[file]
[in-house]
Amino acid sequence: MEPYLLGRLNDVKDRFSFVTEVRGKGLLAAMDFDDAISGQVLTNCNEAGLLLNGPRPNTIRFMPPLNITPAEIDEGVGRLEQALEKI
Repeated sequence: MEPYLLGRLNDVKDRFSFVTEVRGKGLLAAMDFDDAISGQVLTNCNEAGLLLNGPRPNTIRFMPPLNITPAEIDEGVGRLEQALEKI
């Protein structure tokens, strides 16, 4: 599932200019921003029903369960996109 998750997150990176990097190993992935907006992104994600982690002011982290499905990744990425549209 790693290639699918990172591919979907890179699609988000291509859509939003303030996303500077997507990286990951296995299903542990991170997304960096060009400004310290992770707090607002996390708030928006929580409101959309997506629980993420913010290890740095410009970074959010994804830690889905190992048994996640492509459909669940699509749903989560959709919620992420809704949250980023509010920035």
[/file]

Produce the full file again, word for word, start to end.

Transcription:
[in-house]
Amino acid sequence: MEPYLLGRLNDVKDRFSFVTEVRGKGLLAAMDFDDAISGQVLTNCNEAGLLLNGPRPNTIRFMPPLNITPAEIDEGVGRLEQALEKI
Repeated sequence: MEPYLLGRLNDVKDRFSFVTEVRGKGLLAAMDFDDAISGQVLTNCNEAGLLLNGPRPNTIRFMPPLNITPAEIDEGVGRLEQALEKI
């Protein structure tokens, strides 16, 4: 599932200019921003029903369960996109 998750997150990176990097190993992935907006992104994600982690002011982290499905990744990425549209 790693290639699918990172591919979907890179699609988000291509859509939003303030996303500077997507990286990951296995299903542990991170997304960096060009400004310290992770707090607002996390708030928006929580409101959309997506629980993420913010290890740095410009970074959010994804830690889905190992048994996640492509459909669940699509749903989560959709919620992420809704949250980023509010920035």